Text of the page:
5 Things to Know About Collin County Growth
The remarkable county north of Dallas attracts jobs, people, and a few problems.
The huge Legacy West development in Plano in Collin County has generated most of the buzz lately. But the whole of Collin County is a phenomenal success story, too. By some accounts, the fast-growing county north of Dallas County already may have more net rentable property area than Uptown and downtown Dallas combined. With a current population of about 940,000, Collin County has grown by more than 45 percent since 2000, and the total is expected to hit nearly 3 million by 2040. The county also has added jobs at a remarkable clip, helping lift its median family income to $100,839. By 2054 the county’s expected to boast 1.16 million jobs, up from 325,000 in 2012. So, what’s the secret behind Collin County’s boom? How has all the growth affected existing businesses there? How has it impacted housing and traffic? And, where will the county grow in the future?
No. 1 — Swapping one address in DFW for another
Besides luring out-of-state companies like Toyota, Collin County has become a hot spot for companies consolidating or moving their operations within Dallas-Fort Worth. Among them: Liberty Mutual, JPMorgan Chase, the Dallas Cowboys, and insurer FM Global. The county’s workforce, schools, and housing are attractive to these firms, but so too is its low-cost tax structure. Says County Judge Keith Self: companies “can move across the street and lower their … tax by half.” Rhode Island-based FM Global, which is moving its local operation from the Granite Park Two building in Plano to the Cowboys’ nearby new Star complex (below), was attracted by the facility’s “wow” factor. “Our whole company is excited for us to be moving to The Star,” says Kevin Bradshaw, FM Global’s western division manager. “We think it will help us recruit.”
No. 2 — How has all the growth affected existing businesses?
“We moved in March 2016 from a 40-year-old location in Plano to a new, much larger, state-of-the-art, $50 million campus on 28 acres in Frisco, near the intersection of the Dallas North Tollway and the Sam Rayburn Tollway. It seems like everyone’s going north! The city of Frisco has been very accommodating. Our service business is up over 20 percent year over year, and our new and pre-owned business is up 25 percent.”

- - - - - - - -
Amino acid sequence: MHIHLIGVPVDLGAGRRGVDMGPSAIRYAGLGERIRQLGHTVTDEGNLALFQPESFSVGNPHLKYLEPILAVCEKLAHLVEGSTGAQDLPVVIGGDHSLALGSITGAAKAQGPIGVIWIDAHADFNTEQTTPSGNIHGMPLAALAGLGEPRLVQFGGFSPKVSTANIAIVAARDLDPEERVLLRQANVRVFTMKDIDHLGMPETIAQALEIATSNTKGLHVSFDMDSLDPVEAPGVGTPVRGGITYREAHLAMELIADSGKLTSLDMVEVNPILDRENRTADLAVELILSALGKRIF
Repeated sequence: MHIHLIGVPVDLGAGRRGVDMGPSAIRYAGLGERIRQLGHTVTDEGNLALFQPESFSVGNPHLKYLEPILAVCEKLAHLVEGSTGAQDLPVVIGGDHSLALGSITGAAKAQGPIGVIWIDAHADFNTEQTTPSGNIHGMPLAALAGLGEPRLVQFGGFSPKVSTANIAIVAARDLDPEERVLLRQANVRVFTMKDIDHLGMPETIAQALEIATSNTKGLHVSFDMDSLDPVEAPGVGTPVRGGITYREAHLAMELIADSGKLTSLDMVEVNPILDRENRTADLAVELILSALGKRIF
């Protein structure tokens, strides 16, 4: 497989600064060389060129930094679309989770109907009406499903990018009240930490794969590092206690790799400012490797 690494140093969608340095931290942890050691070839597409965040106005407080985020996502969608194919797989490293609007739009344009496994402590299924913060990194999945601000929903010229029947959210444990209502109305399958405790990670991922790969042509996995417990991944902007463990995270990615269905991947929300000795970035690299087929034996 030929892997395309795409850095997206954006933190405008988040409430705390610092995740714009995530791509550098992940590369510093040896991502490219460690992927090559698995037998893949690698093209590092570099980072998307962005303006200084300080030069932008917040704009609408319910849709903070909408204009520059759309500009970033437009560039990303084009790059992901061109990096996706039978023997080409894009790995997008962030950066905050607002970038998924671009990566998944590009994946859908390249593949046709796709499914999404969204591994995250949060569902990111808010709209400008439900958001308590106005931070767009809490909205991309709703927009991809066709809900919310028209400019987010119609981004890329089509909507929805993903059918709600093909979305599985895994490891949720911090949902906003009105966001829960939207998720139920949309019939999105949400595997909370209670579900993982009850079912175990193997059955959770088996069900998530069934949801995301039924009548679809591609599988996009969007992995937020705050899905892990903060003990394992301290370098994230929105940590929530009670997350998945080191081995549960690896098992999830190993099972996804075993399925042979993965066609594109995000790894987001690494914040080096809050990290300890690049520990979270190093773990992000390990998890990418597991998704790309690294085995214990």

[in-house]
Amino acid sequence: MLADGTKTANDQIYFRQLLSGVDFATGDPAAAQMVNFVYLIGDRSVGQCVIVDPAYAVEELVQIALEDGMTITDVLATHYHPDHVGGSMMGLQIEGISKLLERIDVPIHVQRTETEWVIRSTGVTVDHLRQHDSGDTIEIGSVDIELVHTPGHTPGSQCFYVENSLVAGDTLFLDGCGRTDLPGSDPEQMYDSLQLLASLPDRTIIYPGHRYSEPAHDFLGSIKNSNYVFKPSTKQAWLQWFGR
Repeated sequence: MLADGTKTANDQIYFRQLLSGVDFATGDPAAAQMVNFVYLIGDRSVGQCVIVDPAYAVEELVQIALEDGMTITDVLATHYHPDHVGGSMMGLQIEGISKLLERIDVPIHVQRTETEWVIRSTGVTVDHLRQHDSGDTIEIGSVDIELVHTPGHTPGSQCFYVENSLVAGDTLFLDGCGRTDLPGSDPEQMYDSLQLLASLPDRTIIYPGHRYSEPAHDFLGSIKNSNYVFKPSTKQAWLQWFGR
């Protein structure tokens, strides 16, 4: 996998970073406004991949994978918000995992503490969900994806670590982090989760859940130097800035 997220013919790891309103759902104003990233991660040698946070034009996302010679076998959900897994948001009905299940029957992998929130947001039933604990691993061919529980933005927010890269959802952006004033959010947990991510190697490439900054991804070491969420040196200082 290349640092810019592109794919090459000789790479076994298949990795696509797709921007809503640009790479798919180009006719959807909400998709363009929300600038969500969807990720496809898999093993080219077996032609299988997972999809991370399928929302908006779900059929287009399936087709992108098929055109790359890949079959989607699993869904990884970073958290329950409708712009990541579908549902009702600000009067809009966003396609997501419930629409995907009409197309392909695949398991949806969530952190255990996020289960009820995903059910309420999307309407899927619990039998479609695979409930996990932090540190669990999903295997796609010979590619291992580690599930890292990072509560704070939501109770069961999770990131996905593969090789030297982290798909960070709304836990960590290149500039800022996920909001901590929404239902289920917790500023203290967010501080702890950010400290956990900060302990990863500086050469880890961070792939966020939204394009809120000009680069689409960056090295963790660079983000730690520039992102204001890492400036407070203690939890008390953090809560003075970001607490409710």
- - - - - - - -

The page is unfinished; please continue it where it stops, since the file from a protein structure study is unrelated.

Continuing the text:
“We’re beating last year’s numbers, and we’ve been up consistently since opening three years ago in November. Early on, we thought our location off the tollway might keep some people away, but we haven’t skipped a beat at all. A lot of [customers] are coming from Toyota in California, where there’s a higher cost of living, so they have more money to eat out! We employ just under 200, including those in the kitchen, but we’re always hiring.”
CEO and Owner
“All the growth has been fantastic for our independent insurance agency, which my grandfather founded here in 1930. We’ve had year-over-year growth every year for the last several. Most of it’s attributable to new businesses and people moving into all points in the county. As a result of that, our volumes are at all-time highs and increasing every year. Some of our growth I also attribute to the renaissance of historic downtown Plano.”
No. 3 — A seller’s market for single-family homes and apartments
Along with Collin County’s booming business activity, demand for single-family homes in the county has skyrocketed over the last five years. According to the Collin County Association of Realtors, median sales prices jumped from $190,100 to $300,000 between January 2012 and this past January, while the inventory of homes for sale plummeted by 30 percent. Axiometrics also says the county in March boasted a strong apartment market, with a 94.3 percent occupancy rate, rents averaging $1,194, and 4,407 new units expected to be added this year, up from 2,626 in 2016. According to County Judge Self and Dan Tomlin Jr. of Tomlin Investments, all the new single-family housing action’s in the “growth corridor” between the Dallas North Tollway and U.S. 75—homes in Prosper already top $500,000—and the likes of North McKinney, Celina, Anna, and Melissa are tomorrow’s hot spots.
No. 4 — How much land is left to put new stuff on — and where is it?
SOURCE: THE GIS DEPARTMENT OF THE COLLIN CENTRAL APPRAISAL DISTRICT; MAP ILLUSTRATION: SHAW NIELSEN
No. 5 — So, where’s the worst traffic?
What’s The Remedy?
Officials want an “outer loop”—that’s good, because trucks would be diverted—but also to turn other roadways into major highways. That’s the worst possible solution. What’s really needed: more density in the urban cores, more walkable neighborhoods, more trolleys and express buses.